To someone like me, who may have the bad fortune of having holes in his pockets, but the good fortune of having nothing burning anywhere near them, it makes sense to spend the Friday after Thanksgiving holed up in order to recover from the orgy of food, wine, friends, and family.
I don't want to leave the house. I want to curl up on a couch and watch movies, or sleep off the thousands of calories I consumed the day before. I don't want to go to Union Square to see how pretty the lights are on the giant Christmas tree, I don't want to think about Holiday cards, and I definitely don't want to go shopping-- not even for food. I will wait out the crazy in the comfort of my own home and wait for next week, when I can start humming one of my favorite tunes with conviction:
Until then, here's a recipe that might help you avoid the madness, too...
Turkey Hash with Sweet Potatoes
Serves 4 to 6
...or anything else you have that's left over from Thanksgiving dinner. All the ingredients should be on hand (which is precisely the point). Turkey, sweet potatoes, russets, onions-- you know you've got them. You've been on a role with the heavy food intake, so why not carry it over to breakfast? Oh, hell, you know you're going to carry it over until the New Year. I don't know who you think you're fooling if you say otherwise.
Turkey, on it's own, is boring (and potentially dry)-- it needs help. Sweet potatoes turn mushy and, naturally, sweet, so they need some assistance from their firmer, starchier friend, the Russet. All of them need salt to help them along, and salt needs them, otherwise, no one would us it and then where would it be? This is a beautifully co-dependent start to the day-after.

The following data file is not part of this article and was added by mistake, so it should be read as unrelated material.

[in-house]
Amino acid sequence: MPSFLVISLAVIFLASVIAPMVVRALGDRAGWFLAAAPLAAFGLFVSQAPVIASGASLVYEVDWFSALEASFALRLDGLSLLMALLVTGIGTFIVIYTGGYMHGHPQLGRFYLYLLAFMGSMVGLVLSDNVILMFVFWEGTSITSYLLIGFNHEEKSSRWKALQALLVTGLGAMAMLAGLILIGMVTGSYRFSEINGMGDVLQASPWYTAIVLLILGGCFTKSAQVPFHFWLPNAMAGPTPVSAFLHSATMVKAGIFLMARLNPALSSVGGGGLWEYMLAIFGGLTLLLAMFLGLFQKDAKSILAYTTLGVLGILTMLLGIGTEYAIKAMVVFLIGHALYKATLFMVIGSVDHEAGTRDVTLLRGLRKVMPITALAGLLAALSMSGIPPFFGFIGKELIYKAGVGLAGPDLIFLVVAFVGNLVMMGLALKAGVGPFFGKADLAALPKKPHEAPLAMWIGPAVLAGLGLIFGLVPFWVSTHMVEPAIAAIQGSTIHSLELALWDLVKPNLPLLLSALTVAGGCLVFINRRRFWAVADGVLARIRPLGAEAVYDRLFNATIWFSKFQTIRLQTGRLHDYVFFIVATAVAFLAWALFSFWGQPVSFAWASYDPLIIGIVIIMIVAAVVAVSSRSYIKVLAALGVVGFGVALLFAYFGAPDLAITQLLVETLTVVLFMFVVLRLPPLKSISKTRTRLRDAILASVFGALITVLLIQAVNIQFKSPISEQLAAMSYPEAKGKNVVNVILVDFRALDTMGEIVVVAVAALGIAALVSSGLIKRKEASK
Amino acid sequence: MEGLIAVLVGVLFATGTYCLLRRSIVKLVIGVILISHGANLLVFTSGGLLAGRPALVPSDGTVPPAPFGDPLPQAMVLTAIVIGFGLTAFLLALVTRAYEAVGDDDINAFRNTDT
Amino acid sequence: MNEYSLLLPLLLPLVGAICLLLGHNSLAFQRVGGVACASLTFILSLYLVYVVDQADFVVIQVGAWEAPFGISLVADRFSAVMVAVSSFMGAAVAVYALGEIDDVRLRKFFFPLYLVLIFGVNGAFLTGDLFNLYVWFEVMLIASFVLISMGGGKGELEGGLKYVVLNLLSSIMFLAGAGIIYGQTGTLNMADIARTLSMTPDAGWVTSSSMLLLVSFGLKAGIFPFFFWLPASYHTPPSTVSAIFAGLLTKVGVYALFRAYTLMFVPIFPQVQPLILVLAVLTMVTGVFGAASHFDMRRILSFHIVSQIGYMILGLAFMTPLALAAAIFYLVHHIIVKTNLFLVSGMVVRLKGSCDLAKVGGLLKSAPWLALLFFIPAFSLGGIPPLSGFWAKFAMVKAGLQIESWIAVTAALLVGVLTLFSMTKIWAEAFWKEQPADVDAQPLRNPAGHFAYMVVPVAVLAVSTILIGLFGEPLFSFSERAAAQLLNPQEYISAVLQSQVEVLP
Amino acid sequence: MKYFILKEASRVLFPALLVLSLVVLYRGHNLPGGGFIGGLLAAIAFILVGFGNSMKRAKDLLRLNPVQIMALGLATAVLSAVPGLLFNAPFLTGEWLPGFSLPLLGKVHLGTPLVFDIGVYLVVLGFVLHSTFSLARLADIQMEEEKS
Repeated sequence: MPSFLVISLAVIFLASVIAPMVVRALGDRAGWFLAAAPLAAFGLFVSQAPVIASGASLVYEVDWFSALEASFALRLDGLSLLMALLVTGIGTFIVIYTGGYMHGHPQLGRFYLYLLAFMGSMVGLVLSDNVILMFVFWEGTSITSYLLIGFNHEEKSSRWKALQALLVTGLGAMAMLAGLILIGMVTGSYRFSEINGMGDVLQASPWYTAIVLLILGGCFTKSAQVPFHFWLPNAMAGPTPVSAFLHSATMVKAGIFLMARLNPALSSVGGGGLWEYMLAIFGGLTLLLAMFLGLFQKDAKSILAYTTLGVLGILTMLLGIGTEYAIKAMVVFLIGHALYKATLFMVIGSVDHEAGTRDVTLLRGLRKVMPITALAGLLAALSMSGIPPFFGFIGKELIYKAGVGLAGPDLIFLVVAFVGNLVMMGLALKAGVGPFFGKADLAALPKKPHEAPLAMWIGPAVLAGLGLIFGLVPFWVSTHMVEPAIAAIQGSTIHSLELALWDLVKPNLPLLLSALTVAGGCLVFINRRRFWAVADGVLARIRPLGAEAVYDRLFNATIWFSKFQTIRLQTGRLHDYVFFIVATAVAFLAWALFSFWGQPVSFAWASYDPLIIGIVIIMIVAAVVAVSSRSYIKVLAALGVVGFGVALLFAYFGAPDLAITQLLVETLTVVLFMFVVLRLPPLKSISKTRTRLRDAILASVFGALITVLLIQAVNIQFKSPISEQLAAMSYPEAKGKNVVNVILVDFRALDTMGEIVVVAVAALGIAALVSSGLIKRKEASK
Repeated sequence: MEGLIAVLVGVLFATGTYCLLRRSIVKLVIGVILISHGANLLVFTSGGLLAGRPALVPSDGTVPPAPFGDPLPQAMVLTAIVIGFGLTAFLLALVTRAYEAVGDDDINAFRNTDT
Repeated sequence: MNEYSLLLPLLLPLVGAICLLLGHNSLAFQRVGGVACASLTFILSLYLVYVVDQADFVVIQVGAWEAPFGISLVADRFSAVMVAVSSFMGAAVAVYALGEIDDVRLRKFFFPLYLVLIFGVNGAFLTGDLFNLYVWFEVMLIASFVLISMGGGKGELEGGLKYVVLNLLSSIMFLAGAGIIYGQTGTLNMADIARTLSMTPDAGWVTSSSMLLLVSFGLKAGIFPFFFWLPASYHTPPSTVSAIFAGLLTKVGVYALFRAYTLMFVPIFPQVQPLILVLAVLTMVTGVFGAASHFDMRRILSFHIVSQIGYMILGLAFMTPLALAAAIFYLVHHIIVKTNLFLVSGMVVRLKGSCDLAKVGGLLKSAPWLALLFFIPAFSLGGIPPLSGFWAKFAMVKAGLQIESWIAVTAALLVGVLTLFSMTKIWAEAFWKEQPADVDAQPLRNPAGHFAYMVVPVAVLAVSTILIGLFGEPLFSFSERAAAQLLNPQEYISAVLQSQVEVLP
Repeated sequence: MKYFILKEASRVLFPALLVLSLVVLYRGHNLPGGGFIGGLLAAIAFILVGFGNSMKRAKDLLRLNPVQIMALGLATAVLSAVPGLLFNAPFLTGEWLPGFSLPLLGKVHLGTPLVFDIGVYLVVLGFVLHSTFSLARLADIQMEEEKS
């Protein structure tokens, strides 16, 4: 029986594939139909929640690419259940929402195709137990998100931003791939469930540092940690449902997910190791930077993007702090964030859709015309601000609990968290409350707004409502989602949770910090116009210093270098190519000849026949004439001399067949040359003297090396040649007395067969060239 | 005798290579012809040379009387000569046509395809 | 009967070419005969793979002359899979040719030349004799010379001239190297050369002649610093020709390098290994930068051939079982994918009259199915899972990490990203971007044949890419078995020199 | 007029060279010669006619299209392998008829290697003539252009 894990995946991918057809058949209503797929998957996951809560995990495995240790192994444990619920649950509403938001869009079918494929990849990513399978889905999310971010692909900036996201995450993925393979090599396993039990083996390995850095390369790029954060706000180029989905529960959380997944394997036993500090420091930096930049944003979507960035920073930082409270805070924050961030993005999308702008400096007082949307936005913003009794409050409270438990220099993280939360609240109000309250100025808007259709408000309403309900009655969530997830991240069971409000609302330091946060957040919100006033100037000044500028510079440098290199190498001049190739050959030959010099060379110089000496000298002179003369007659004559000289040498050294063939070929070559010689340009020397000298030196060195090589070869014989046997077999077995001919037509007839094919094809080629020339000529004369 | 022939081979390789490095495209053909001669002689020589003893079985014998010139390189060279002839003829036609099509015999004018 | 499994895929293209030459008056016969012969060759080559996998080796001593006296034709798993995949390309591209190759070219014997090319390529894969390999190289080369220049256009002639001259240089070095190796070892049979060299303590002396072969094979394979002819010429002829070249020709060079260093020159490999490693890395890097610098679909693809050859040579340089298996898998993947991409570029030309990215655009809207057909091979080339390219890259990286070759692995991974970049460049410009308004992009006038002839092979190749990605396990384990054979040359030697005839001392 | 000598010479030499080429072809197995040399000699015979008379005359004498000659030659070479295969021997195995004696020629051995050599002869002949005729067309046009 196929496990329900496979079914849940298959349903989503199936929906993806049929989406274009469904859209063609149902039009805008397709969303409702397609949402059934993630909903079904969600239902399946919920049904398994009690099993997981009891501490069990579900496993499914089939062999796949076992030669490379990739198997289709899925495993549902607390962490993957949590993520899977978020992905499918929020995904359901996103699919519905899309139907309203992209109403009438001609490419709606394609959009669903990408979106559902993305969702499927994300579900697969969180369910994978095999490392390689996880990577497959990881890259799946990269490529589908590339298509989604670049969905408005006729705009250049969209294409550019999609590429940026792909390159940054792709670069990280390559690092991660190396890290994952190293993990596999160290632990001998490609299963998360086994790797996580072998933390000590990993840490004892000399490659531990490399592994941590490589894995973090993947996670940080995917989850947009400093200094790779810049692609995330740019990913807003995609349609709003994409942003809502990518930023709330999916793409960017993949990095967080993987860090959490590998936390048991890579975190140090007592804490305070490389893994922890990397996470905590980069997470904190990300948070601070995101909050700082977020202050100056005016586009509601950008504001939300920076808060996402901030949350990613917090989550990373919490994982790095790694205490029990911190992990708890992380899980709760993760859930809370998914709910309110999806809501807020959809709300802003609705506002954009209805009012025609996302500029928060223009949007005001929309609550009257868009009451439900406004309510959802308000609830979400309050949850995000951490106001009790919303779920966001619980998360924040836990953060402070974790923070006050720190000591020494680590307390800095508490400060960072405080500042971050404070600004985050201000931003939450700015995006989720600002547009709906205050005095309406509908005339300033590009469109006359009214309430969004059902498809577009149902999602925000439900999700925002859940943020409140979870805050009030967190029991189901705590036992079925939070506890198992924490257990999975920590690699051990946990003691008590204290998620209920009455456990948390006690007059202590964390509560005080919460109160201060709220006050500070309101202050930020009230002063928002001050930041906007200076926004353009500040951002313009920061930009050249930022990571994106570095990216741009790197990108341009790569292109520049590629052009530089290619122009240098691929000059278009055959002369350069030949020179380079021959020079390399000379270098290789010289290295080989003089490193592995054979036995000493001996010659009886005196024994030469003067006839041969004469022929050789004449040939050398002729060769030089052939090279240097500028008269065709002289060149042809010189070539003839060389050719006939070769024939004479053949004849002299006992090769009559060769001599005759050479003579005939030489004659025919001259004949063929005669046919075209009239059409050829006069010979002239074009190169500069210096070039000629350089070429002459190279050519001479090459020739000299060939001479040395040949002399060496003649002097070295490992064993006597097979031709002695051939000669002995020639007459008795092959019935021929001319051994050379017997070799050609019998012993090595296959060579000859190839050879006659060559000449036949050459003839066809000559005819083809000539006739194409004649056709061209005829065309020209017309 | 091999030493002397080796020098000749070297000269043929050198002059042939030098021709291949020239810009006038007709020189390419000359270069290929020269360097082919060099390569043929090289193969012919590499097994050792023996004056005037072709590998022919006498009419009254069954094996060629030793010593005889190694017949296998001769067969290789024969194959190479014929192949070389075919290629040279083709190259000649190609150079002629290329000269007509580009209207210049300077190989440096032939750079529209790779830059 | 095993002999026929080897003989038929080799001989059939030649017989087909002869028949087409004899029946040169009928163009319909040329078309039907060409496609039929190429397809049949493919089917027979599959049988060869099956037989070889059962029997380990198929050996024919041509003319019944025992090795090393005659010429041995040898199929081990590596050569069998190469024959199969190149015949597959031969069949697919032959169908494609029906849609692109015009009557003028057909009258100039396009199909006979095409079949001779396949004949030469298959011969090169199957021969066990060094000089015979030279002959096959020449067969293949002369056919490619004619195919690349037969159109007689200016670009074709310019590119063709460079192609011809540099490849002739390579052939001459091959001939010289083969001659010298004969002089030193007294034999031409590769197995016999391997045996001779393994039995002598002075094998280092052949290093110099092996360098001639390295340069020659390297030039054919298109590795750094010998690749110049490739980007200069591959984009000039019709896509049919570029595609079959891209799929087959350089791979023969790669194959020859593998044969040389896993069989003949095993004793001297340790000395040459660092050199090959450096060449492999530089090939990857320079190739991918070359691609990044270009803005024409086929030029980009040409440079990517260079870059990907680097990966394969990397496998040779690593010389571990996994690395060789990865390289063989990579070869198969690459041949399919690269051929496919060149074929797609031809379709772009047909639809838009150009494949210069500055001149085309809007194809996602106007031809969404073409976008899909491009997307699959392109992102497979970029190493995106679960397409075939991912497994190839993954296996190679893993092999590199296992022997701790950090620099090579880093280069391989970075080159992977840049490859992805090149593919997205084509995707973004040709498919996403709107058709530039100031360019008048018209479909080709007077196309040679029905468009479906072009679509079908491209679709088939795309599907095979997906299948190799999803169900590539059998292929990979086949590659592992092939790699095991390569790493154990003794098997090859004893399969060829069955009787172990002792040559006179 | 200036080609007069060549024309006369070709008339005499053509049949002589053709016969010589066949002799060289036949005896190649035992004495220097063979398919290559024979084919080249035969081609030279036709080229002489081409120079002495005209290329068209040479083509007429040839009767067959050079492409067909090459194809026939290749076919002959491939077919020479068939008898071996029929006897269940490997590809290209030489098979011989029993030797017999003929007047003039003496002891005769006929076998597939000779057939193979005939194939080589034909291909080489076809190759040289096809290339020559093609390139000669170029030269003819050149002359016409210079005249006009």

2 cups diced turkey meat, white or dark
1 cup medium-diced onion
1/2 cup diced red bell pepper
2 cloves garlic, minced
1 cup diced sweet potato, baked for 30 to 40 minutes in the oven. Or just pick off the marshmallows from the dish you had last night-- no one will notice, since the sweet potatoes will more than likely disintegrate during cooking.
2 cups baked, diced Russet potato
1 small jalapeño pepper, diced on the small side.
2 tablespoons extra-virgin olive oil
2 tablespoons butter
1/2 cup turkey stock, if you still have some on hand. Chicken stock will do nicely, too. This dish needs a little moisture before browning to give the turkey a chance. For extra decadence, substitute 1/4 of heavy cream for the stock. Seriously.
About 2 teaspoons of salt-- more depending on taste. I like more.
A generous amount of freshly ground black pepper-- at least a teaspoon
1/4 teaspoon cayenne pepper.
Parsley for garnish. Or chives. Or whatever. I'm just into parsley these days.
1. In a large cast iron skillet, heat oil and butter over medium-high heat. Pre-heat your broiler to hi. Add onion and bell pepper and cooking, stirring all the while, until they begin to brown (3 to 5 minutes). Add garlic and jalapeño and cook for one minute more.
2. Add sweet potato, Russett potato, salt, and turkey at this point. Stir occasionally until the potatoes begin to brown (8 to 10 minutes). Add broth (and cream, if you are using) and cook down for another 3 or 4 minutes, shaking and scraping the pan from time to time. Taste to adjust salt levels, if you must.
3. To finish the browning by getting a nice crust on top, I like to stick my hash under the broiler for a couple of minutes-- obsessively checking it-- until such a state has been achieved. This is more than likely cheating in the minds of all good line cooks across this land of ours, but my skills are limited and I do whatever I must to attain my goals.
4. Sprinkle with the cayenne, grind over the pepper and add a little fresh green with a handful of parsley meted out over the top. Serve hot with poached eggs, or whatever else you've got left over from Thanksgiving that you think might work well with hash. Do not, however, serve with egg nog. To eat, curl up on couch, wrap yourself up in your favorite blanket or pashmina, pop in any vintage movie starring an adorable, precocious child like Margaret O'Brien, Natalie Wood, or Peggy Ann Garner, and go to town. Or, rather, don't, because that's where all the crazy people will be.